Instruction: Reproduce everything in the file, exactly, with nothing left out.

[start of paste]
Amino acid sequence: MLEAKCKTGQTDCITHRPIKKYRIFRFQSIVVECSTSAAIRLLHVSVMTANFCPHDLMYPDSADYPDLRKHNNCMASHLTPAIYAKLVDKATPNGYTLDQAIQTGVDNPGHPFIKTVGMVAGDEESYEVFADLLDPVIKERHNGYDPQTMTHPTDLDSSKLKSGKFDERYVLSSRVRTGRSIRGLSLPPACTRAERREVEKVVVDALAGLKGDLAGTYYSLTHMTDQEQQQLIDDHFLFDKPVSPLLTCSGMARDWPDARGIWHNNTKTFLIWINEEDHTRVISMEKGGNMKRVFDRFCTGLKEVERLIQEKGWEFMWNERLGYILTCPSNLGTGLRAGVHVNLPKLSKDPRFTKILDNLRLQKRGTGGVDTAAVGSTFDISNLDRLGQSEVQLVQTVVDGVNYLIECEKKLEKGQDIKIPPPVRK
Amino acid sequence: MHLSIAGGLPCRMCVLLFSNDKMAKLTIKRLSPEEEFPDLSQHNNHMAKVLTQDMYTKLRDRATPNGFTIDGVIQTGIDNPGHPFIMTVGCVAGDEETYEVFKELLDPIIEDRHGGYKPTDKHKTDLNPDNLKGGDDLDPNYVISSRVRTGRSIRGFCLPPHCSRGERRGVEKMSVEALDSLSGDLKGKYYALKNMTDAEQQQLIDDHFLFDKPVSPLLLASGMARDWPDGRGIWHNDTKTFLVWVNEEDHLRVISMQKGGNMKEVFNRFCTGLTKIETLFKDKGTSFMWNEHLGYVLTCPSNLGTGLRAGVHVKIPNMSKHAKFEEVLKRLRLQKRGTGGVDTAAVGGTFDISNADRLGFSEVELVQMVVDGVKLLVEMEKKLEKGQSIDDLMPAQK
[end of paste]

Amino acid sequence: MLEAKCKTGQTDCITHRPIKKYRIFRFQSIVVECSTSAAIRLLHVSVMTANFCPHDLMYPDSADYPDLRKHNNCMASHLTPAIYAKLVDKATPNGYTLDQAIQTGVDNPGHPFIKTVGMVAGDEESYEVFADLLDPVIKERHNGYDPQTMTHPTDLDSSKLKSGKFDERYVLSSRVRTGRSIRGLSLPPACTRAERREVEKVVVDALAGLKGDLAGTYYSLTHMTDQEQQQLIDDHFLFDKPVSPLLTCSGMARDWPDARGIWHNNTKTFLIWINEEDHTRVISMEKGGNMKRVFDRFCTGLKEVERLIQEKGWEFMWNERLGYILTCPSNLGTGLRAGVHVNLPKLSKDPRFTKILDNLRLQKRGTGGVDTAAVGSTFDISNLDRLGQSEVQLVQTVVDGVNYLIECEKKLEKGQDIKIPPPVRK
Amino acid sequence: MHLSIAGGLPCRMCVLLFSNDKMAKLTIKRLSPEEEFPDLSQHNNHMAKVLTQDMYTKLRDRATPNGFTIDGVIQTGIDNPGHPFIMTVGCVAGDEETYEVFKELLDPIIEDRHGGYKPTDKHKTDLNPDNLKGGDDLDPNYVISSRVRTGRSIRGFCLPPHCSRGERRGVEKMSVEALDSLSGDLKGKYYALKNMTDAEQQQLIDDHFLFDKPVSPLLLASGMARDWPDGRGIWHNDTKTFLVWVNEEDHLRVISMQKGGNMKEVFNRFCTGLTKIETLFKDKGTSFMWNEHLGYVLTCPSNLGTGLRAGVHVKIPNMSKHAKFEEVLKRLRLQKRGTGGVDTAAVGGTFDISNADRLGFSEVELVQMVVDGVKLLVEMEKKLEKGQSIDDLMPAQK